Hoang v. Lowery

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Justia Opinion Summary

The Court of Appeals reversed the judgment of the Court of Special Appeals reversing the judgment of the circuit court quashing Respondent's writ of garnishment, holding that Md. Code Ann. Cts. & Jud. Proc. (CJ) 5-102(a)(3) does not operate to toll the statute of limitations on claim against a bankruptcy debtor that does not result in a dismissal of the petition.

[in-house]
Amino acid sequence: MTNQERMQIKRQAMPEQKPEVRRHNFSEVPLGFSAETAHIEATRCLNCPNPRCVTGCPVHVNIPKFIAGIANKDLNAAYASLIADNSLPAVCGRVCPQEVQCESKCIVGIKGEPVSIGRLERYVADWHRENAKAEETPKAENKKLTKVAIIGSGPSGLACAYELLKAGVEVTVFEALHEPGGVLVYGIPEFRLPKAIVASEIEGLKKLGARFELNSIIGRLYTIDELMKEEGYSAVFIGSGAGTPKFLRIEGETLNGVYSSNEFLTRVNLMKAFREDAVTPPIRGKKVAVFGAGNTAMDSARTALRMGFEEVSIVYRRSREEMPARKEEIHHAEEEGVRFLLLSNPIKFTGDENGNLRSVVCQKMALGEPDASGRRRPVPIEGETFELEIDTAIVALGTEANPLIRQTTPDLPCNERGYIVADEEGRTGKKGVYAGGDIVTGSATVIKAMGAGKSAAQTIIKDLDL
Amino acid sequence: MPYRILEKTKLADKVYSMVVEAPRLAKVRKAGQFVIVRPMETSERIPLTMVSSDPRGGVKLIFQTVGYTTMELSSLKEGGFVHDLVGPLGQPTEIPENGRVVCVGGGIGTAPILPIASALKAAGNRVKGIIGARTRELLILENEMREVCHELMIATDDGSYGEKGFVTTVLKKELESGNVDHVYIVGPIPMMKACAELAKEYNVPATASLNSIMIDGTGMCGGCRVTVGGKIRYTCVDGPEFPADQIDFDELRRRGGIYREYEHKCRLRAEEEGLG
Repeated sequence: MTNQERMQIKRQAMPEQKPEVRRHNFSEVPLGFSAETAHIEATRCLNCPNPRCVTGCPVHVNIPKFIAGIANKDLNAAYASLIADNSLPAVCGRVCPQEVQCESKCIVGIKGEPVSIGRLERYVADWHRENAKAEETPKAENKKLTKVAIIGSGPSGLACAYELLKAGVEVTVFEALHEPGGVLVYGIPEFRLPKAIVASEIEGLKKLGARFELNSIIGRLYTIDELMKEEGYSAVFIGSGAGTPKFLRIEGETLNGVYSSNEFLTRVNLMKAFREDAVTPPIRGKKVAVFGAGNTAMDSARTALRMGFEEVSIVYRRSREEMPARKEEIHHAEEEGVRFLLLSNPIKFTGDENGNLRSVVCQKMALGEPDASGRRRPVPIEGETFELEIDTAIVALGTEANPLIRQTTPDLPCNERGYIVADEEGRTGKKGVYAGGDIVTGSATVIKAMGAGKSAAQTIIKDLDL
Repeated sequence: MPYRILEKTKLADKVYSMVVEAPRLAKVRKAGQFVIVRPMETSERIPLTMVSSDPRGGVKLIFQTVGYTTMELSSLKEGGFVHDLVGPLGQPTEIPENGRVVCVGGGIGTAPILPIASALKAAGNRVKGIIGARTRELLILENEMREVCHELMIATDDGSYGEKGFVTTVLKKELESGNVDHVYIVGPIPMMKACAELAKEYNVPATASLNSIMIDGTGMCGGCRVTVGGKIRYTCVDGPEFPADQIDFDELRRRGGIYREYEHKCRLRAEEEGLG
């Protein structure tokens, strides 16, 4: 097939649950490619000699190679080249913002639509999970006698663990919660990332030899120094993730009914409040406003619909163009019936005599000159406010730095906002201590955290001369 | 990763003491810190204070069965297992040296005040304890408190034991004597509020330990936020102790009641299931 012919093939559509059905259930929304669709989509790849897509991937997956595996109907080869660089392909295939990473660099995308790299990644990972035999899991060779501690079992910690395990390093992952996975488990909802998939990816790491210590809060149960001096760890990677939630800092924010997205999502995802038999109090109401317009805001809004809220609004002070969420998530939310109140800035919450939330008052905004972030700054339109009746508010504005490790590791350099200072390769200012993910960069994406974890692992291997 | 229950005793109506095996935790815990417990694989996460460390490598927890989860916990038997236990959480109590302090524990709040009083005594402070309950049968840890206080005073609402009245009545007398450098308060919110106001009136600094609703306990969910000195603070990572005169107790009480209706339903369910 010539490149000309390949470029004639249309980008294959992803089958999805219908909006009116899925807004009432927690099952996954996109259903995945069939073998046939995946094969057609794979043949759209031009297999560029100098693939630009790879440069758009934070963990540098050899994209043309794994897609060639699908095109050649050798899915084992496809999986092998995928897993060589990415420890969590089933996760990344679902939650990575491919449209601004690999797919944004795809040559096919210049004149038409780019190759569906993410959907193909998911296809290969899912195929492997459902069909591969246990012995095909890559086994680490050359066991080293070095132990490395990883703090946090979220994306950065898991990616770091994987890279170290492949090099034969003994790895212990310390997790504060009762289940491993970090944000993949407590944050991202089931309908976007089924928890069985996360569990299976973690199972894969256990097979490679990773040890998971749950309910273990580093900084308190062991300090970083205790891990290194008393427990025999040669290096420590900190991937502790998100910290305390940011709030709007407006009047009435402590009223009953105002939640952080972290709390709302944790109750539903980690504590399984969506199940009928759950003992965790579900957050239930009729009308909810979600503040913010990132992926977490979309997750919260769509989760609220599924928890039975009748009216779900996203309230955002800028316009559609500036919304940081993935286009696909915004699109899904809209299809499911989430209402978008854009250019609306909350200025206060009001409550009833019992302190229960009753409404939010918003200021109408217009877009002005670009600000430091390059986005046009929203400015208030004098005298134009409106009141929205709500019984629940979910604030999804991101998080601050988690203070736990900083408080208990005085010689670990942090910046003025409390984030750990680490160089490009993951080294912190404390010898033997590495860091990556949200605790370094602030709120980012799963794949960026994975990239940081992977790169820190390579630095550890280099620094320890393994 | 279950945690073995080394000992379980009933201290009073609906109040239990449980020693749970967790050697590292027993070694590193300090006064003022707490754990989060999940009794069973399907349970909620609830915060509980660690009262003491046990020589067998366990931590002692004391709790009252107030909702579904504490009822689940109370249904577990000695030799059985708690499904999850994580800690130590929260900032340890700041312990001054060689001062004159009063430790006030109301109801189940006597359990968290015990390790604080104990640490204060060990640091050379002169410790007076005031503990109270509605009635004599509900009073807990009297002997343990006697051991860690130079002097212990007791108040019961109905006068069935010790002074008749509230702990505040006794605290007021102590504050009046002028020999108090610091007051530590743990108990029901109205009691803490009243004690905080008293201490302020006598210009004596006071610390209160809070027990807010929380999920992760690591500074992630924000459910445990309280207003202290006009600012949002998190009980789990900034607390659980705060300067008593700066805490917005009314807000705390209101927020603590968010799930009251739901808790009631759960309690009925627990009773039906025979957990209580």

Petitioner was an insolvent debtor participating in an active bankruptcy case. Respondent was an unsecured creditor of Petitioner who held a claim in Petitioner's bankruptcy case arising from a judgment he obtained against her. Respondent sought to garnish the proceeds of a settlement Petitioner received that the bankruptcy court, but Petitioner argued that Respondent's judgment had expired under Md. Code Ann. Cts. & Jud. Proc. (CJ) 5-102(a)(3) because it had not renewed it. The circuit court quashed the writ of garnishment. The Court of Special Appeals reversed, holding that CJ 5-202 tolled the statute of limitations. The Court of Appeals reversed, holding that under the plain language of section CJ 5-202, the statute does not operate to toll the statute of limitations on a claim against a bankruptcy debtor that does not result in a dismissal of the petition.